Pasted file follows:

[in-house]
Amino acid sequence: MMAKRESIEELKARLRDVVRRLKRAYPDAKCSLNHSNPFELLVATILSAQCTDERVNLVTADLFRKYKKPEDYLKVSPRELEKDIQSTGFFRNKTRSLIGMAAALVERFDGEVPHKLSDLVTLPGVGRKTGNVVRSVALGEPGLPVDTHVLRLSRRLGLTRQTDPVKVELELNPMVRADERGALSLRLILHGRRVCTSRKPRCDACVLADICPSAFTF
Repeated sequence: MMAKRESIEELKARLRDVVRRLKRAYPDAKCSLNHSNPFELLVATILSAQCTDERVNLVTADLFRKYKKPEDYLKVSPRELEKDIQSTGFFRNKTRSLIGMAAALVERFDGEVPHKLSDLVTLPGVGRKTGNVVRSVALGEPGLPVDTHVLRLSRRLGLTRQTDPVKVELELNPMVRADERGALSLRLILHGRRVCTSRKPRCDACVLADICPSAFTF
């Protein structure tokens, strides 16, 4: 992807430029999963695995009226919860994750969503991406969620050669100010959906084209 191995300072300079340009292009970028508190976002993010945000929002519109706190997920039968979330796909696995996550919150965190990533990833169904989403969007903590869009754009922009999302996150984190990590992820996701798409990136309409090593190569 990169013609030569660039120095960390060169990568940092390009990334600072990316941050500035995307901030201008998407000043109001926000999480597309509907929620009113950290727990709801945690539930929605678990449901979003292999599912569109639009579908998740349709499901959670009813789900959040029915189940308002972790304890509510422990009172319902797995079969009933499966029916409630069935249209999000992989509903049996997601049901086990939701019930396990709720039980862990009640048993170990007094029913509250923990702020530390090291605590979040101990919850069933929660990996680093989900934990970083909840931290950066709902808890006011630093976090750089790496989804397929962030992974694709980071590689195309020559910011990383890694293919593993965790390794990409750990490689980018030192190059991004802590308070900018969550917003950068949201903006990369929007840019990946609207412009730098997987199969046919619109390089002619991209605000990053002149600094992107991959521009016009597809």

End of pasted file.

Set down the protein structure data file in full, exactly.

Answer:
[in-house]
Amino acid sequence: MMAKRESIEELKARLRDVVRRLKRAYPDAKCSLNHSNPFELLVATILSAQCTDERVNLVTADLFRKYKKPEDYLKVSPRELEKDIQSTGFFRNKTRSLIGMAAALVERFDGEVPHKLSDLVTLPGVGRKTGNVVRSVALGEPGLPVDTHVLRLSRRLGLTRQTDPVKVELELNPMVRADERGALSLRLILHGRRVCTSRKPRCDACVLADICPSAFTF
Repeated sequence: MMAKRESIEELKARLRDVVRRLKRAYPDAKCSLNHSNPFELLVATILSAQCTDERVNLVTADLFRKYKKPEDYLKVSPRELEKDIQSTGFFRNKTRSLIGMAAALVERFDGEVPHKLSDLVTLPGVGRKTGNVVRSVALGEPGLPVDTHVLRLSRRLGLTRQTDPVKVELELNPMVRADERGALSLRLILHGRRVCTSRKPRCDACVLADICPSAFTF
């Protein structure tokens, strides 16, 4: 992807430029999963695995009226919860994750969503991406969620050669100010959906084209 191995300072300079340009292009970028508190976002993010945000929002519109706190997920039968979330796909696995996550919150965190990533990833169904989403969007903590869009754009922009999302996150984190990590992820996701798409990136309409090593190569 990169013609030569660039120095960390060169990568940092390009990334600072990316941050500035995307901030201008998407000043109001926000999480597309509907929620009113950290727990709801945690539930929605678990449901979003292999599912569109639009579908998740349709499901959670009813789900959040029915189940308002972790304890509510422990009172319902797995079969009933499966029916409630069935249209999000992989509903049996997601049901086990939701019930396990709720039980862990009640048993170990007094029913509250923990702020530390090291605590979040101990919850069933929660990996680093989900934990970083909840931290950066709902808890006011630093976090750089790496989804397929962030992974694709980071590689195309020559910011990383890694293919593993965790390794990409750990490689980018030192190059991004802590308070900018969550917003950068949201903006990369929007840019990946609207412009730098997987199969046919619109390089002619991209605000990053002149600094992107991959521009016009597809």